And it’s not just about how we feel when we’re at work. What happens at work doesn’t stay at work, and what happens at home doesn’t stay at home. This is even more true as we continue to navigate the uncertain and constantly stressful impacts of the coronavirus pandemic.
Research has already proved the importance of focusing on a healthy work/life balance, of supporting employees to be more mentally fit in every area of their lives, personal and professional. Giving employees more time off is only a first step in preventing more frequent and more serious incidents of poor mental health in our workforces.
9 Steps Toward Greater Employee Mental Health
To be as effective as possible, consider these nine aspects of a proactive and preventative mental well-being strategy.
Ensure every employee has access to all of the mental health services and programs you offer— anytime, anywhere. A digital approach, for example, allows all employees to engage with resources however and whenever they want.
Use data and insights to influence your wider strategy. Data on uptake, engagement, outcomes, improvement, and the collective well-being of your organization will help you track and understand the impact of your initiatives.
Empower your managers to support mental health. Four in five managers believe it is part of their job to intervene when an employee shows signs of depression—but only one in three managers report having appropriate training to intervene.
Empower employees to measure and manage their mental health and well-being. Online tools are available to help employees track changes in their moods and emotions, to better identify triggers, and ultimately be able to make better-informed choices about how best to respond.
Cater to a diverse range of needs and preferences. Everyone’s mental health and well-being are diverse, vibrant, and ever-changing. It’s also essential to consider how a diverse population will have different preferences, requirements, and outcomes.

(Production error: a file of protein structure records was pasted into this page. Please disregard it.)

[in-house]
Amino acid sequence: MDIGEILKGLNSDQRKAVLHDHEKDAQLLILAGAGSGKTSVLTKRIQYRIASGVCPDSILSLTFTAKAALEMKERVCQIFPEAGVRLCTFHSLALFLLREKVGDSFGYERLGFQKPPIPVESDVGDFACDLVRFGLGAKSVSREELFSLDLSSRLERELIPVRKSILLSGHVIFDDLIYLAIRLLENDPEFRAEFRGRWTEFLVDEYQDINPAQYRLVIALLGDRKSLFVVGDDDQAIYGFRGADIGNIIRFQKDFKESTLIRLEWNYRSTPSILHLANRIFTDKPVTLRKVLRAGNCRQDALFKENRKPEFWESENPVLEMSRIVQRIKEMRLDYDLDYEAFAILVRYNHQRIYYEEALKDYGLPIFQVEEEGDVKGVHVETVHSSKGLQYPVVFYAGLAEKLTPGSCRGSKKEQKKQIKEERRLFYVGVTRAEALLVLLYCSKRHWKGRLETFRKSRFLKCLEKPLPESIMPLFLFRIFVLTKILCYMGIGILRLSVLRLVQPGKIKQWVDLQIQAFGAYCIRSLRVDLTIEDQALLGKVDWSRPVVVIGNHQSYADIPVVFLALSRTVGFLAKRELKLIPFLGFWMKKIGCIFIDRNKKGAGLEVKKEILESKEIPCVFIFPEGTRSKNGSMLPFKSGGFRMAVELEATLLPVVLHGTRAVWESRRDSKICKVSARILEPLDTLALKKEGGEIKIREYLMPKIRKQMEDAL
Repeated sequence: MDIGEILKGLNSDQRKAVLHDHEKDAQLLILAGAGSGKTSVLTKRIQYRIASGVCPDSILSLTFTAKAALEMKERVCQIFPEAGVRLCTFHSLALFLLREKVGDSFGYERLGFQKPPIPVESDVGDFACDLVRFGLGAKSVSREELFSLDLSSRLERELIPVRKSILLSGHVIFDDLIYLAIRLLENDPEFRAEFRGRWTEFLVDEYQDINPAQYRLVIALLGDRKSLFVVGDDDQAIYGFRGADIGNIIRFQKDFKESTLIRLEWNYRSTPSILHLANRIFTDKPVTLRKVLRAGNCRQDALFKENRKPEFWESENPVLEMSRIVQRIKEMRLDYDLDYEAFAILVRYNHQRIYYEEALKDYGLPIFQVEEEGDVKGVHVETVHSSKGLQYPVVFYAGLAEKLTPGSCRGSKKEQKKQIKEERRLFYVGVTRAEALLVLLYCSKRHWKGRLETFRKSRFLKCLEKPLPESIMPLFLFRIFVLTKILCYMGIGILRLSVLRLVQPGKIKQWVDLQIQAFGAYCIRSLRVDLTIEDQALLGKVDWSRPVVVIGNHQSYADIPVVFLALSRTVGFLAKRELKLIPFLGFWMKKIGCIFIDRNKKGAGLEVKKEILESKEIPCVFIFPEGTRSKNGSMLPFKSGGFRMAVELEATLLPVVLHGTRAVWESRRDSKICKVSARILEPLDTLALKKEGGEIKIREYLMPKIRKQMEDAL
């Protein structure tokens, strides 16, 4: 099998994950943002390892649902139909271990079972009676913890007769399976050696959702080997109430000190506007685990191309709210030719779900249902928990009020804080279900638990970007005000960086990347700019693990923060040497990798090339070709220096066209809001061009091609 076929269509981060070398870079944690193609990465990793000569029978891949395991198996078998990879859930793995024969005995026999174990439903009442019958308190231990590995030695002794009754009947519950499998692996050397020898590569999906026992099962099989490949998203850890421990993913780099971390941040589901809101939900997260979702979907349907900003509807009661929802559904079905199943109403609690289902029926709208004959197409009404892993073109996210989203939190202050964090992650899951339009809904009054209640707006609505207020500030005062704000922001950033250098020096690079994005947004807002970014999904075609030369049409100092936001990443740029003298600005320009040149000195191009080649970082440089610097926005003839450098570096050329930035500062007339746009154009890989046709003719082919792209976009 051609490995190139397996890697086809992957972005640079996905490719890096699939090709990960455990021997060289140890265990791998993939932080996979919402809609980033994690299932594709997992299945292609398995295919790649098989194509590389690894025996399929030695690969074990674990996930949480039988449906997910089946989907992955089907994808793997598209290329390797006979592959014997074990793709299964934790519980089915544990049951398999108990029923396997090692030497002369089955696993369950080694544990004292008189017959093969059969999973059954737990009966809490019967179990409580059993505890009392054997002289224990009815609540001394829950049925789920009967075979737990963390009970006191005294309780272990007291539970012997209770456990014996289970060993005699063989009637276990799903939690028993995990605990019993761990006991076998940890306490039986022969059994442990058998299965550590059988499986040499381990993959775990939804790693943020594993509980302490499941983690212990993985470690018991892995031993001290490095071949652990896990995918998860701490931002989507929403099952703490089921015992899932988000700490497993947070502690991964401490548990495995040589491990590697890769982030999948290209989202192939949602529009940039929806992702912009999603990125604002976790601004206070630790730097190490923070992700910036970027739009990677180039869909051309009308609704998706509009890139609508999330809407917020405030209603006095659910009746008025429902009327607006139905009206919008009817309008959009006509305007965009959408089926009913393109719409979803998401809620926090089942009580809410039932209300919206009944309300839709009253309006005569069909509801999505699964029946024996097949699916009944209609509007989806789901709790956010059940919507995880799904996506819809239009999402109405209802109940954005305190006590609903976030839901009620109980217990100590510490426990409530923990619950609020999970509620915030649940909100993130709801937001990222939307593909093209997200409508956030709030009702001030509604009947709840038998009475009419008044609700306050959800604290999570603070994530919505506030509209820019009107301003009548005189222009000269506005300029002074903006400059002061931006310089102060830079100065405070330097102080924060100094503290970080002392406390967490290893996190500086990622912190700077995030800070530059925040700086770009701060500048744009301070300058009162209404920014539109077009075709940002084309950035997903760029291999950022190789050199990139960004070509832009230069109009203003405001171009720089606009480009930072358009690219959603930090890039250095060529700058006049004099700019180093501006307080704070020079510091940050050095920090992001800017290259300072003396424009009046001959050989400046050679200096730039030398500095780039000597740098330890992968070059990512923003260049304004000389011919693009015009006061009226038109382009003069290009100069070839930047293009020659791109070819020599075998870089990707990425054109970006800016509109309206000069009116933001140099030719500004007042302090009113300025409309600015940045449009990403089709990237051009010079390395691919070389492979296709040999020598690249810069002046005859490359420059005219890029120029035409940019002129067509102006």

Have experts in their respective fields design your initiatives. Research has shown that only a small proportion of the thousands of mental health applications on the market are backed by clinical evidence.
Make your employee communication aspirational and engaging; talk about mental health as something to aspire to rather than hide from. The terminology and tone you use can have a significant impact on employee perceptions of your program.
Combine a top-down and bottom-up approach to communication. Success demands an always-on communication strategy that continually reminds employees of the support, tools, and networks available to them.
Direct employees to reactive support when necessary. Ideally, treatment-based support strategies need to be timely and offer a sense of choice in available treatment. One example: instant access 24/7 to your employee assistance program (EAP) with the touch of a button.
A proactive, whole-person approach to supporting employee mental health will create a culture of caring and support, an environment in which employees can express their emotional and mental challenges, and a workplace where mental health is understood, nurtured, and celebrated day in and day out.